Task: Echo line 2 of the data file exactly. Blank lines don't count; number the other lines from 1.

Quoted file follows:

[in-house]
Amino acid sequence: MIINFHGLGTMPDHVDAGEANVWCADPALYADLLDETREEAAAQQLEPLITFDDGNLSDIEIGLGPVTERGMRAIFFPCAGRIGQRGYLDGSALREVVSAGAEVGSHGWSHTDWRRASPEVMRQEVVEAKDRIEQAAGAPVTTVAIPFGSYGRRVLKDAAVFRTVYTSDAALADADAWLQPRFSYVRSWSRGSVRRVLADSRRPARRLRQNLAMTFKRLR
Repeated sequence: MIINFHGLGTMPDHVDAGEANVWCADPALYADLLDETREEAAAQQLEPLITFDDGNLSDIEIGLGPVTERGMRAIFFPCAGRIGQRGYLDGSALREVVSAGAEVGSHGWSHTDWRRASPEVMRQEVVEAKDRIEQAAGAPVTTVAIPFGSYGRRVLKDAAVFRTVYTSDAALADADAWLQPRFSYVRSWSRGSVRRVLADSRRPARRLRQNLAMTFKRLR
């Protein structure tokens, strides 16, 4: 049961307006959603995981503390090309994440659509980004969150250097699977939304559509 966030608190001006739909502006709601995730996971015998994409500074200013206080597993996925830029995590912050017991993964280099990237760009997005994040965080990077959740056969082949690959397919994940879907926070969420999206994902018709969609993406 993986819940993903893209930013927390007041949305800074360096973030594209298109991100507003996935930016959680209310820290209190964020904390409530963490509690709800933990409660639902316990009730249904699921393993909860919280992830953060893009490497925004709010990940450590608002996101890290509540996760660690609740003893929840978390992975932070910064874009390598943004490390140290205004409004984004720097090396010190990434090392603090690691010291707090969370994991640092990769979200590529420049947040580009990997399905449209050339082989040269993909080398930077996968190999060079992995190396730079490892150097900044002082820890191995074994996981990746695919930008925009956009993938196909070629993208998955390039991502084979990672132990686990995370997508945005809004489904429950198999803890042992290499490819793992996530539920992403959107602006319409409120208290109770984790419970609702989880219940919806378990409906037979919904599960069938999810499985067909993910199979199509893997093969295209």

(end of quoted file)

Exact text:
Amino acid sequence: MIINFHGLGTMPDHVDAGEANVWCADPALYADLLDETREEAAAQQLEPLITFDDGNLSDIEIGLGPVTERGMRAIFFPCAGRIGQRGYLDGSALREVVSAGAEVGSHGWSHTDWRRASPEVMRQEVVEAKDRIEQAAGAPVTTVAIPFGSYGRRVLKDAAVFRTVYTSDAALADADAWLQPRFSYVRSWSRGSVRRVLADSRRPARRLRQNLAMTFKRLR